Georgia has set a new record for the number of people hospitalized for COVID on a single day.
The total reached 3,221 — surpassing the previous peak, 3,200, set in July — according to state Department of Public Health figures released Wednesday.
Northside Hospital told GHN that its hospitals “have matched the spike we saw in July,’’ but added that COVID-19 patients still constitute less than 25 percent of its overall hospital patient population.
Grady Memorial Hospital in Atlanta said it had 70 COVID patients Wednesday, up from 63 on Tuesday and the low to mid-60s last week.
Meanwhile, the state’s overall count of new infections reported Wednesday hit 6,869 (including people testing positive on rapid antigen tests), continuing a streak of high numbers of cases reported daily in the post-Thanksgiving surge.
Public Health said the seven-day average of new cases reported went up 18 percent from the state’s previous peak July 24. “These weekly increases may appear small, but they reflect our highest case numbers ever, and are not decreasing or leveling off day to day,’’ the agency said.
The spike in hospitalizations and cases comes as COVID-19 vaccine doses have begun to be administered in the state.
Grady Memorial Hospital
Albany-based Phoebe Putney Health System – hard hit during the early days of the pandemic — began to see its hospitalization numbers go up again late last week.
“Our number of hospitalized patients has increased significantly over the last two and a half weeks, jumping by 40 percent system-wide in last week alone,” Scott Steiner, Phoebe Putney Health System’s president and CEO, said in a statement Friday. “We are now at a level not seen since early September.”
The 11-hospital Piedmont Healthcare system said Wednesday that “Piedmont’s percentage of COVID-19 patients has remained fairly consistent relative to the state’s number of hospitalized patients throughout the pandemic. Trends indicate that about 9 percent of all COVID cases result in hospitalizations, and so as cases increase, Piedmont’s numbers are no different from any other system in Georgia.’’
Rural hospitals are also seeing a rise in hospitalizations, said Jimmy Lewis, CEO of HomeTown Health, an association of rural hospitals in the state. But he added that “I’m not hearing frantic panic’’ from hospital CEOs about the increasing numbers.
Amber Schmidtke, who publishes the Daily Digest tracking COVID here, said Wednesday that “just as we are in uncharted territory for case rate now, we are also in uncharted territory for hospital demand due to COVID-19.” (The chart below is from the Daily Digest.)
Going online again in Georgia
Meanwhile, thousands of Georgia public school students have shifted from classrooms to remote learning to wind up their COVID-disrupted semesters.
Schools across the state have moved to online, remote classes as cases have surged in the past couple of weeks, including among students. The schools’ winter break generally begins next week.
In northeast Georgia, all Hall County system middle and high school students who were taking classes in person switched to at-home learning from Wednesday through Friday, the last day before the winter break.
Valdosta City Schools moved to virtual learning for all students due to a “significant increase” in COVID-19 cases since the return from Thanksgiving break.
Smiths Station High School in Columbus, citing a high rate of exposures, has stopped conducting in-person classes for the rest of the week.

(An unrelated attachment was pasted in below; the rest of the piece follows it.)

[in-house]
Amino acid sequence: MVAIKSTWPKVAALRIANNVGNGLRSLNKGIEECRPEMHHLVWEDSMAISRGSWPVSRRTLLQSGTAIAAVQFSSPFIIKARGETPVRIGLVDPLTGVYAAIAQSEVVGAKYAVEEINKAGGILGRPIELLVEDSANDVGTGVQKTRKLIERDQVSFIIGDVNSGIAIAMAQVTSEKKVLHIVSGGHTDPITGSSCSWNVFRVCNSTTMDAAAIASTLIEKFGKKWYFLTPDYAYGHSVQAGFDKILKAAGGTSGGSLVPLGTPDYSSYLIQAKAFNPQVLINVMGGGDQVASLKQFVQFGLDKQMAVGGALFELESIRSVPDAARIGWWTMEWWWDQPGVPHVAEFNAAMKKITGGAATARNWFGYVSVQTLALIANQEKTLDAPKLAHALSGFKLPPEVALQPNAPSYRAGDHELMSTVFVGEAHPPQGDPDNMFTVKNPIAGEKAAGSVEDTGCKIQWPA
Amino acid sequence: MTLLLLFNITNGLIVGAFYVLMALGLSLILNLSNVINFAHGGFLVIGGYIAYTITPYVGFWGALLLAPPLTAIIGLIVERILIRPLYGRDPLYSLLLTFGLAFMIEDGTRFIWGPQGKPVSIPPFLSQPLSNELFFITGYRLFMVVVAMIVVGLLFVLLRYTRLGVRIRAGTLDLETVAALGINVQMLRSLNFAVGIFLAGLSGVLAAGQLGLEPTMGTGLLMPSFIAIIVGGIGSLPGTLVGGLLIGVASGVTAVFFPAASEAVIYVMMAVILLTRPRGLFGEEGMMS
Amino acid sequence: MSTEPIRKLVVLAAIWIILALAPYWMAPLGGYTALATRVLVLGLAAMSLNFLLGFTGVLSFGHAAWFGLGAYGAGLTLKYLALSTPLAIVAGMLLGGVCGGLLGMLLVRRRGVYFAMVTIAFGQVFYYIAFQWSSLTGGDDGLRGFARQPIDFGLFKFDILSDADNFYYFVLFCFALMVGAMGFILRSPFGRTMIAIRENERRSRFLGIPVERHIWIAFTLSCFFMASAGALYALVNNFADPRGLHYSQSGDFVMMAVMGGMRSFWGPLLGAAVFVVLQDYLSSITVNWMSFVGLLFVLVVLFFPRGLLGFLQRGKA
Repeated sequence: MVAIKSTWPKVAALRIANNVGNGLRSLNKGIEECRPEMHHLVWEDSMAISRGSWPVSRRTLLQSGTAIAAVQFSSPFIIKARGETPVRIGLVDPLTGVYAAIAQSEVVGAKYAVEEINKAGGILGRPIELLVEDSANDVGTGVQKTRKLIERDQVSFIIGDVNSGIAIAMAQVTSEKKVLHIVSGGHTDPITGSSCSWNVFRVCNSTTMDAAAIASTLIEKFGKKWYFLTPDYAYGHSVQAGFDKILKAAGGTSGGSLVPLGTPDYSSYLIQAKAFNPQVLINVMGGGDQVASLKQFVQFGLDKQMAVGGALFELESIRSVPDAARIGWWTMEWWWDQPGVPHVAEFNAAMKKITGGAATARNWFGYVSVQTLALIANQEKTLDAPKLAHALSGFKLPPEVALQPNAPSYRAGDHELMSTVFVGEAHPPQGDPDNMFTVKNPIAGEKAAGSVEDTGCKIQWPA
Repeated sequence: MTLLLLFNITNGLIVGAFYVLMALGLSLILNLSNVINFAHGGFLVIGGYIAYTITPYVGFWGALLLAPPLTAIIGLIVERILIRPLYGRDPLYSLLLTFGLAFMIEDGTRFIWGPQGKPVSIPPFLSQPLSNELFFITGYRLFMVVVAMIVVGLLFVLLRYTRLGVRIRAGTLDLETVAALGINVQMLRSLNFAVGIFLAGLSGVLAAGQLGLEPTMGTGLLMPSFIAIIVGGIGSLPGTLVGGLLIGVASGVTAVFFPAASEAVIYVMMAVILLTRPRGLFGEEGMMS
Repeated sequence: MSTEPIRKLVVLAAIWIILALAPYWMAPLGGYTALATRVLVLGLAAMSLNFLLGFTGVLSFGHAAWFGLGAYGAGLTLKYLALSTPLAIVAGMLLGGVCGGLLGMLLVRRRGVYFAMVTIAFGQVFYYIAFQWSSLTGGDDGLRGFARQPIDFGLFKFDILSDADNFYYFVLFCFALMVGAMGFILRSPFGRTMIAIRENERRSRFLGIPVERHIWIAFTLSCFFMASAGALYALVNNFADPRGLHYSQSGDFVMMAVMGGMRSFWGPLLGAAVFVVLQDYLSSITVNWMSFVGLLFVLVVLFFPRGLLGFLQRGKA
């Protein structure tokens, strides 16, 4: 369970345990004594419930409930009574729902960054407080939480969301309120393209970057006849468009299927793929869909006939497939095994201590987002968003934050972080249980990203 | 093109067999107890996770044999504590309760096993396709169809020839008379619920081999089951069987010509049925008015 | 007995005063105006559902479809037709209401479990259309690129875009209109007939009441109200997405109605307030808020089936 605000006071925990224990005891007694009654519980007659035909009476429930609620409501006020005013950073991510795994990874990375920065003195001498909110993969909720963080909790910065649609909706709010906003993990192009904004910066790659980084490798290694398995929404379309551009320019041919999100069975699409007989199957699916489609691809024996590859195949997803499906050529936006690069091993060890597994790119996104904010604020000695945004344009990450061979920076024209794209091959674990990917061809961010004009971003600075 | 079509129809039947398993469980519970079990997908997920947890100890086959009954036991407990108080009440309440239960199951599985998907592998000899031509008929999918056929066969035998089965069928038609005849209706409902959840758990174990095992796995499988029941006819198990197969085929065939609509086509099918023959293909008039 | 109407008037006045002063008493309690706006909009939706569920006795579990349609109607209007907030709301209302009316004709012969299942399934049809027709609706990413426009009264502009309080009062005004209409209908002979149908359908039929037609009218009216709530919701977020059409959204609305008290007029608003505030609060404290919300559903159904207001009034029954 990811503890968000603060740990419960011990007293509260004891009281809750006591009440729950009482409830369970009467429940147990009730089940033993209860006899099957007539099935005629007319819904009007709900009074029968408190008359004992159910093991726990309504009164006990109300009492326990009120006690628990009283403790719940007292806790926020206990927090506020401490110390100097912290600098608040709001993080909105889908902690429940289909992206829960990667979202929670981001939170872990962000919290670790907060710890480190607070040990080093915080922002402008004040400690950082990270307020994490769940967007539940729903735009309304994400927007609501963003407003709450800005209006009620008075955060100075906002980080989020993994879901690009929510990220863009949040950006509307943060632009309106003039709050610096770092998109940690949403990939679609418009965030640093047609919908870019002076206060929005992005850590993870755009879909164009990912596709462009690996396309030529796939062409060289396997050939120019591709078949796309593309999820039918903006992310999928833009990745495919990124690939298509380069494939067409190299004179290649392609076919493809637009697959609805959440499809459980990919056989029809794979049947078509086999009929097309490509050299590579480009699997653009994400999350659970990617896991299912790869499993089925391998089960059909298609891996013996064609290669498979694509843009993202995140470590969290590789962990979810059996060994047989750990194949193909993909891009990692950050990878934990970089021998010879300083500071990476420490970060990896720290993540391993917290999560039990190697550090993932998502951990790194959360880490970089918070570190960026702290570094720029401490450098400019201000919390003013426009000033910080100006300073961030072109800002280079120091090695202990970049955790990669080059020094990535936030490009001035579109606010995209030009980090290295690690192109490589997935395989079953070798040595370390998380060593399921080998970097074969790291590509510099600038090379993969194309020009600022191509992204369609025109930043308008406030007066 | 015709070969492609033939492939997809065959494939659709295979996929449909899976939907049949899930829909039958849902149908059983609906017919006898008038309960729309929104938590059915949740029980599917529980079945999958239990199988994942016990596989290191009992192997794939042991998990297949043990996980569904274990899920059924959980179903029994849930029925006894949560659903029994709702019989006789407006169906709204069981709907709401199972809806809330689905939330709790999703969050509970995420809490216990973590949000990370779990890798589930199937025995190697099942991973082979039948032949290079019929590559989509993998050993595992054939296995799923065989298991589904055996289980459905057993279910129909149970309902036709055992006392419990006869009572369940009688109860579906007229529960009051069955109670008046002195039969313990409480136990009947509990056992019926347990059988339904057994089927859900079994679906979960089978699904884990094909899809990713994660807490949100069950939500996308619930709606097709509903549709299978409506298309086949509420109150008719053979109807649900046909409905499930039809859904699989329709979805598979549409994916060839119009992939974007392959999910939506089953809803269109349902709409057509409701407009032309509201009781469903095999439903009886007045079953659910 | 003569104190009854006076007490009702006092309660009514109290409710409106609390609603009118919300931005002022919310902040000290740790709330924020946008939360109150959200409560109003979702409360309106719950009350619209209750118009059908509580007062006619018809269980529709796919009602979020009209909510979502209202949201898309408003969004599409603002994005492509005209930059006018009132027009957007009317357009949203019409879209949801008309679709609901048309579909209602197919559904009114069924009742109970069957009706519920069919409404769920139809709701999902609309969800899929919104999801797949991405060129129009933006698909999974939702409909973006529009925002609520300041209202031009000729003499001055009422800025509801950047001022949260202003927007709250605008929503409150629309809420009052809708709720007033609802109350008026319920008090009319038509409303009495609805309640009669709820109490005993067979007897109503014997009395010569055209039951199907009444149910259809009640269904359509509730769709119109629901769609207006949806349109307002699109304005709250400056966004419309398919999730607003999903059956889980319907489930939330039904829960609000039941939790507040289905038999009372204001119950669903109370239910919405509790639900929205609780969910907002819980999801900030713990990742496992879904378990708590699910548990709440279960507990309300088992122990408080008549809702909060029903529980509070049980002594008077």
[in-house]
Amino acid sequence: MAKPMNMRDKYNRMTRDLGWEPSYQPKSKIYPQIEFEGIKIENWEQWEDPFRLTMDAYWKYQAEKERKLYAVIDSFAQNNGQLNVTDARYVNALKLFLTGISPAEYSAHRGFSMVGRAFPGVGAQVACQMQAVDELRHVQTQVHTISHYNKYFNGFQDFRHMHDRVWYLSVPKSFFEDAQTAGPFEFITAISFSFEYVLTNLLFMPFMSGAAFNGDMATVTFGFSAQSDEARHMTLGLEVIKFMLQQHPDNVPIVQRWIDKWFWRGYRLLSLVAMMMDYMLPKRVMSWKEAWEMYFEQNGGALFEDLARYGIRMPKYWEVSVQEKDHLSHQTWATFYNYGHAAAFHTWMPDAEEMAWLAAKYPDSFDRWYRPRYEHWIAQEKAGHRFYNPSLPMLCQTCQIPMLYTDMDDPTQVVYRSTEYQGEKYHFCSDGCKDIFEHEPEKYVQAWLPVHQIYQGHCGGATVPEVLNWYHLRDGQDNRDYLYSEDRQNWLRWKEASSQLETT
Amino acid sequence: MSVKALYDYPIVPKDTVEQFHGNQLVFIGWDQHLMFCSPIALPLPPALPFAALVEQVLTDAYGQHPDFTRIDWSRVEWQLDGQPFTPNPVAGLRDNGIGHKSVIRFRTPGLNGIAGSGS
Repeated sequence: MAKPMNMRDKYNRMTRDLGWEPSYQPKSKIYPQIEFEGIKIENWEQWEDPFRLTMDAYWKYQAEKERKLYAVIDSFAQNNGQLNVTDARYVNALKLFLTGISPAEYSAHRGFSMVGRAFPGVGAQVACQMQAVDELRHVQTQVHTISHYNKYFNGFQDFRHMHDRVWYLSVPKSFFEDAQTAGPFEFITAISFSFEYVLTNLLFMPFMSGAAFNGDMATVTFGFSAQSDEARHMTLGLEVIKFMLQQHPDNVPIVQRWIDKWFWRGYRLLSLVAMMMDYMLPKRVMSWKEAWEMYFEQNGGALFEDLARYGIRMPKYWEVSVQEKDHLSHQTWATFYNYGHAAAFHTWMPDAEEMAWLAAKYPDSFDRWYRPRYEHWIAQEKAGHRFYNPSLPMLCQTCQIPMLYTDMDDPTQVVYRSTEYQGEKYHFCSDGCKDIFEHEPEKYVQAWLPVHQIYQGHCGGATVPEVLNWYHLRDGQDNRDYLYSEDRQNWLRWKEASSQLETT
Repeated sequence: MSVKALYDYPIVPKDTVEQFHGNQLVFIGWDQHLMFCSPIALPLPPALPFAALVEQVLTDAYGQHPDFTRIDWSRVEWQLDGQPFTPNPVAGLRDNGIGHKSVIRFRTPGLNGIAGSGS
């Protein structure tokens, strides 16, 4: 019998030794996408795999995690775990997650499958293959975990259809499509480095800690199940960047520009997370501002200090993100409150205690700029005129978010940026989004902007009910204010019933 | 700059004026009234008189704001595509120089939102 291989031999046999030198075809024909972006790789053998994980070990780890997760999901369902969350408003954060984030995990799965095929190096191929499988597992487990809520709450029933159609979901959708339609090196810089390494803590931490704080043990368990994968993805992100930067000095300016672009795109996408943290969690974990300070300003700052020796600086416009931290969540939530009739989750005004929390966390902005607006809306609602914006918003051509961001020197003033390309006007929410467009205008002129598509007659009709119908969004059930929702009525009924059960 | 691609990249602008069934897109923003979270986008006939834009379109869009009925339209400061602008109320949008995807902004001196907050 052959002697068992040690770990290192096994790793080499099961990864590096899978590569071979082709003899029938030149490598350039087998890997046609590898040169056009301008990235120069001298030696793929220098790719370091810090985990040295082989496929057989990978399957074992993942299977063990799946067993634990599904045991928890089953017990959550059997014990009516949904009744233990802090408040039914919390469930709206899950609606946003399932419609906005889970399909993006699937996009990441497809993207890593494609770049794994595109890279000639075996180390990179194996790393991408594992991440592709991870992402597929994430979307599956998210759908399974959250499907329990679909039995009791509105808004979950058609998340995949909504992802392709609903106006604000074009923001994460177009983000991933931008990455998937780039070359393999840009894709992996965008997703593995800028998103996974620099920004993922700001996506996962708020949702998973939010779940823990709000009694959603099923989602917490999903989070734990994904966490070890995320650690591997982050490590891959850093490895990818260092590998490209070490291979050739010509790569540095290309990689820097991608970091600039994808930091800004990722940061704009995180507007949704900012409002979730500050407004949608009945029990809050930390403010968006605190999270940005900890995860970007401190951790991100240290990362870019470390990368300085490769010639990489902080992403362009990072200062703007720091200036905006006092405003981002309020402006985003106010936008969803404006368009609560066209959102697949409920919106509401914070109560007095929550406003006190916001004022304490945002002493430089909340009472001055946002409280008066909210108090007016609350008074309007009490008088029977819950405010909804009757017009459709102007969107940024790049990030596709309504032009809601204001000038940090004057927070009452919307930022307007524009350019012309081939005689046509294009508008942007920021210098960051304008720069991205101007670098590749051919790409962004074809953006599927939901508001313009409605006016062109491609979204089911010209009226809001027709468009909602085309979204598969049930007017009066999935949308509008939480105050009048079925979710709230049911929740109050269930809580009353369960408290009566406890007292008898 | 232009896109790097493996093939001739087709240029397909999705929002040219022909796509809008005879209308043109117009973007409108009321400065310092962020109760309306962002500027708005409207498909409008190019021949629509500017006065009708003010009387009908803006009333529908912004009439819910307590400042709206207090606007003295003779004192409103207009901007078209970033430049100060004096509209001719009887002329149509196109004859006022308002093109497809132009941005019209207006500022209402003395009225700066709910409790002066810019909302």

In an emailed interview Tuesday with the Columbus Ledger-Enquirer, SSHS principal Brad Cook didn’t provide the number of reported infections and exposures to the coronavirus among students and employees. But he said many students and staffers could not attend in person “due to exposures more so than actual positives.”
On Monday night, the Troup County School System announced in a news release that the district’s “highest number of positive and quarantined cases since school started in August” prompted the district to decide to conduct only virtual classes during the week after Christmas break, the Ledger-Enquirer reported.
Students in Cobb County will end the semester at home, learning remotely as virus cases increase, district officials said.
“The number of positive COVID-19 cases in our community continues to rise and we are taking every possible step, including using remote learning days, to keep community spread from becoming school spread,” officials said, the AJC reported.
Smiths Station High School Credit: Ledger-Enquirer
Fulton County Schools, the state’s fourth-largest school system, announced that all high schools would switch to remote learning starting Wednesday and that this would continue through the remainder of the fall semester.
But Savannah-Chatham County schools will remain in its current hybrid format until the winter break recess, which begins next week.
The school board reiterated its decision to monitor three indicators of the virus’ spread: daily case rate, community transmission index and percentage of positive tests, the Savannah Morning News reported.
“If there is a need for all-virtual, the superintendent will make that decision,” wrote Stacy Jennings, district director of communications, in an email. “SCCPSS is watching the transmission rates and remains in close contact with officials from the Coastal Health District.
One school system that’s been all-virtual all semester, DeKalb County, is also watching test positivity rates.
DeKalb County Schools has proposed January reopening dates for buildings based on coronavirus positivity rates, according to the AJC.
The return to the classrooms hinges on the countywide positivity rate in coronavirus testing.
The targeted positivity rate is below 5 percent. Positivity rates greater than 10 percent will require online-only learning for all students.
The county’s current positivity rate (over the past two weeks) is 10.3 percent, up from 6.6 percent Dec. 1.